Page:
Artificial Light For Orchids
Often when there is insufficiency of sunlight, you can compensate it by providing your plants with artificial light. The quality of artificial light, however, varies. In fact, the different type of light emitted by various bulbs lead to a great variation in their spectrum. The quality of artificial light will not be a major issue in case you are simply adding more light to a setting which already receives some amount of natural sunlight. On the other hand, if you are growing orchids only under artificial lights, the quality of light is vital. Orchids grow best under artificial lights when the different light sources are combined to complement each other, thereby producing a spectrum that is almost similar to sunlight. If the different sources of light are used separately, the light emitted by them will be entirely different from sunlight.
In order to compensate for what the artificial light sources lack vis-à-vis the power of sunlight, it is advisable that you keep the lights on for a minimum of 14 hours to 16 hours daily. Growing orchids completely under artificial lights offers especial advantage – you will never have a moment when it is cloudy. As a result, even the techniques involved in watering as well as culture will be less variable.
If you are thinking of using fluorescent light to compensate for the sunlight received by your orchids, you should know that the ordinary luminescent lights are not suitable for growing orchids as they radiate large amounts of heat. Since the source of artificial lights needs to be close to the plants, using this type of lights may actually burn them. Instead you will be doing the plants a favor by using fluorescent tubes, which not only cover a large area and also provide illumination, but also emit lesser amounts of heat in comparison to the amount of light produced by them. In addition, fluorescent tubes are also relatively cheaper and more efficient. This type of light is excellent for growing orchids requiring low lights. However, orchids requiring above 1,800 fc of light will not flower properly when grown under such lighting.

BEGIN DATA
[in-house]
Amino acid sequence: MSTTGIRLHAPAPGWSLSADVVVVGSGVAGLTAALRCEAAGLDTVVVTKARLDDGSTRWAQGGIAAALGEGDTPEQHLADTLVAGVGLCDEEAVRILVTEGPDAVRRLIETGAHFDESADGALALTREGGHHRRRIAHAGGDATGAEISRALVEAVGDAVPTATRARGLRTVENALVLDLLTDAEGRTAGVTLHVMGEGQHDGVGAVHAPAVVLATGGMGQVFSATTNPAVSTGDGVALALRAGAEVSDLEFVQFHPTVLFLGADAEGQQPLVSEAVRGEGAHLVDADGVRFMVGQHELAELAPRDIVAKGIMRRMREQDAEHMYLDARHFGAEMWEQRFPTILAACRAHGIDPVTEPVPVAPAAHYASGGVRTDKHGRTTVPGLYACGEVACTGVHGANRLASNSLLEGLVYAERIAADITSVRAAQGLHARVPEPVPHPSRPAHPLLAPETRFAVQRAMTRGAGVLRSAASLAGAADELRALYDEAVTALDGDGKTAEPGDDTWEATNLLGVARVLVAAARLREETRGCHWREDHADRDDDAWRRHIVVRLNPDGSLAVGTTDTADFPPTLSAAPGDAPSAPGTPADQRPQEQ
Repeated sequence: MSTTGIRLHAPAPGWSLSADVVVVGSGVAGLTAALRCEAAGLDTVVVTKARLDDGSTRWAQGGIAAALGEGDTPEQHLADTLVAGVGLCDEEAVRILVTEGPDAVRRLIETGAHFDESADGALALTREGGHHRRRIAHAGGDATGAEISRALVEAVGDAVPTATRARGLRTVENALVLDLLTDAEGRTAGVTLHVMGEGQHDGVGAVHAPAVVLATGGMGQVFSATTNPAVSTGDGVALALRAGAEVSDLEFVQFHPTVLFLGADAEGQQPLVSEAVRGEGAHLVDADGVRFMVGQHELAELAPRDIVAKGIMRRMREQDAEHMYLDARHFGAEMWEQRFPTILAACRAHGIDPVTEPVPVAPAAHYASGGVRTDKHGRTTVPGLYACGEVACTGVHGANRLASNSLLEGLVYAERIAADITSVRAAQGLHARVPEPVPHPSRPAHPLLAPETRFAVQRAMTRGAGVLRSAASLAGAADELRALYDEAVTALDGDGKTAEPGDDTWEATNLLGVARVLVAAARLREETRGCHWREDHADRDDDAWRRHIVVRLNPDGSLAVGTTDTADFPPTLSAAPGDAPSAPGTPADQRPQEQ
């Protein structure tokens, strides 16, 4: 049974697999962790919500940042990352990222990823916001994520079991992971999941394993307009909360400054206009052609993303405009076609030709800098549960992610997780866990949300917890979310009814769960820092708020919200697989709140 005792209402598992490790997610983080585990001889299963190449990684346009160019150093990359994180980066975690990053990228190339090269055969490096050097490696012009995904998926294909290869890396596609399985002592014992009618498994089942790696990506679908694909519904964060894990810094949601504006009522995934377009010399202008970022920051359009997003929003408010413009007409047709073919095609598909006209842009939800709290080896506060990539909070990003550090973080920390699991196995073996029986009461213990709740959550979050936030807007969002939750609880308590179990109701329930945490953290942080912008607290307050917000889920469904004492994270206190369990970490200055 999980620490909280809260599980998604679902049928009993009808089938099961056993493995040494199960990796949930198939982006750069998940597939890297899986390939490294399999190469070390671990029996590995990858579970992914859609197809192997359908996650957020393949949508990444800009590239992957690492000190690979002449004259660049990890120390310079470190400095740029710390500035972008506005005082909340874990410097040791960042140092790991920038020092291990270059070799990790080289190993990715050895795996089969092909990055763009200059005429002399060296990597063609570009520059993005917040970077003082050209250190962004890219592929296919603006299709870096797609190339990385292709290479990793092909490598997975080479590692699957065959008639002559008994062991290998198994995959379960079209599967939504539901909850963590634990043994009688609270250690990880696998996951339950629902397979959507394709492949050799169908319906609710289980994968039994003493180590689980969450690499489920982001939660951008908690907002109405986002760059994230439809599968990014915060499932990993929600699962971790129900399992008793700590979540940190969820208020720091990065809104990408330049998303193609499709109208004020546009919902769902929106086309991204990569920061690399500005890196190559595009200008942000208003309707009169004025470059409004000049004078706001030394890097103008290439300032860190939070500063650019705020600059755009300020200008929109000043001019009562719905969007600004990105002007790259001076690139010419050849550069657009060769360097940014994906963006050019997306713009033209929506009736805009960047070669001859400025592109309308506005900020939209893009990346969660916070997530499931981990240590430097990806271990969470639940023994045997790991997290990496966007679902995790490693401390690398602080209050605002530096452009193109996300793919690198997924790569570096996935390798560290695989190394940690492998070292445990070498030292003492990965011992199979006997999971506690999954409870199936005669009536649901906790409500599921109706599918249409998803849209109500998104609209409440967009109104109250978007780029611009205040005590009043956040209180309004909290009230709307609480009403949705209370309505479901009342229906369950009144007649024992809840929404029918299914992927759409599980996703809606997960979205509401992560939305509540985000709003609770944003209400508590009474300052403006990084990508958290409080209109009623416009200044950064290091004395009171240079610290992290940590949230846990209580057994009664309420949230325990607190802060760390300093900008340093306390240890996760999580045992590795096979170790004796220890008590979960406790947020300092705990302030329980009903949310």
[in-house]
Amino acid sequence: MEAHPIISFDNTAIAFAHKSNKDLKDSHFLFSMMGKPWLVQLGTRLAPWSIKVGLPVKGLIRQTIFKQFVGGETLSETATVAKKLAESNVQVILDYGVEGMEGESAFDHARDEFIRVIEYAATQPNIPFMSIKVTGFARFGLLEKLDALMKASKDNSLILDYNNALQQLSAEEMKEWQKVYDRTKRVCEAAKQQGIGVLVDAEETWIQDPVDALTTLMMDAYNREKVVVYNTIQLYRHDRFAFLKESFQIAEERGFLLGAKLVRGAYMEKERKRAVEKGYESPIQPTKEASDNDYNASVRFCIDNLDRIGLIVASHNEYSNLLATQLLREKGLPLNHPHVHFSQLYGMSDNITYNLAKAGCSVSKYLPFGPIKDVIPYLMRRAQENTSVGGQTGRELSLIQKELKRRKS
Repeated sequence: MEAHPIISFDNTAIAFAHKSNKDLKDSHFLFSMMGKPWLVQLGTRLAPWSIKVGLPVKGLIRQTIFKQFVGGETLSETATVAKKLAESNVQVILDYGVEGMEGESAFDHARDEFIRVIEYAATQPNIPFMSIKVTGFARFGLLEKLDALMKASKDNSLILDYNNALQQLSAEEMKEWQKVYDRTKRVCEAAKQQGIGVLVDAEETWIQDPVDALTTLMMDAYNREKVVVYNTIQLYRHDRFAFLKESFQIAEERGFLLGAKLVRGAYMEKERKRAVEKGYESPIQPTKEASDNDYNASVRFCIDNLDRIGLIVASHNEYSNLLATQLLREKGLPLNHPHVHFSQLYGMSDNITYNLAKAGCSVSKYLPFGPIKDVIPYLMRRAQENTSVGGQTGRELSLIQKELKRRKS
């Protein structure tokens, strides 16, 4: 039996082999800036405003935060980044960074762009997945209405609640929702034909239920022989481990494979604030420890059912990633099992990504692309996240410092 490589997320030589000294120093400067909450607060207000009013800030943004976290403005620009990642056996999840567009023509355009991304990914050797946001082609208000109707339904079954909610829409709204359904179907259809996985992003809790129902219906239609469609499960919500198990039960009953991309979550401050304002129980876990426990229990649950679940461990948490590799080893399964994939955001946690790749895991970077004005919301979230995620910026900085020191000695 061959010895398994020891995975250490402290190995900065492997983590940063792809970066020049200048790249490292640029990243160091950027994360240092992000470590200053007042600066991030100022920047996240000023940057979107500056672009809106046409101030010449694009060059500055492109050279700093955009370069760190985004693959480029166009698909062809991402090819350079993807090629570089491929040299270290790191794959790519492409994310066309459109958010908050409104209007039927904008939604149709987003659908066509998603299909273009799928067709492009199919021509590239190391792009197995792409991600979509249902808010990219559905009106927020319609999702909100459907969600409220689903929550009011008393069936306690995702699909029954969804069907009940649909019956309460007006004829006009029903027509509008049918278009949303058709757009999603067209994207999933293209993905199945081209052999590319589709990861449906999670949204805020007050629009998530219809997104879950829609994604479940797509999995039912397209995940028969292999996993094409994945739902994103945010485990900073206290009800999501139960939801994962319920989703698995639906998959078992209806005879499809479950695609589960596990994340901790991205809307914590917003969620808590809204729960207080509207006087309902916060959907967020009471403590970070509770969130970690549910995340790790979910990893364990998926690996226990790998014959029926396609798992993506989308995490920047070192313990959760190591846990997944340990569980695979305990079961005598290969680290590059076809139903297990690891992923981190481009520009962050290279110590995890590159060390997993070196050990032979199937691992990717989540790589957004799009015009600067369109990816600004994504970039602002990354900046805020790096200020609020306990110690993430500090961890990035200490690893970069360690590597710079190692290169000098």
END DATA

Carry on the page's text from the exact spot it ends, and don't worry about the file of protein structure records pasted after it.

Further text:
Irrespective of their variety, all fluorescent lights lack some fraction of perceptible spectrum. While the green and blue wavelengths of the regular cool white bulbs are higher, they are deficient in the orange-red spectrum which is vital for photosynthesis. Similarly, the warm white bulbs have more of the yellow spectrum, while they are deficient in the blue wavelength of visible light. In such situations, regular cool white and warm bulbs are not only relatively inexpensive, but also offer a good mix. In fact, they provide a solution to your lighting problems for growing orchids, as they apparently give sufficient proportion of all the wavelengths of the spectrum fulfilling most of the requirements of your plants.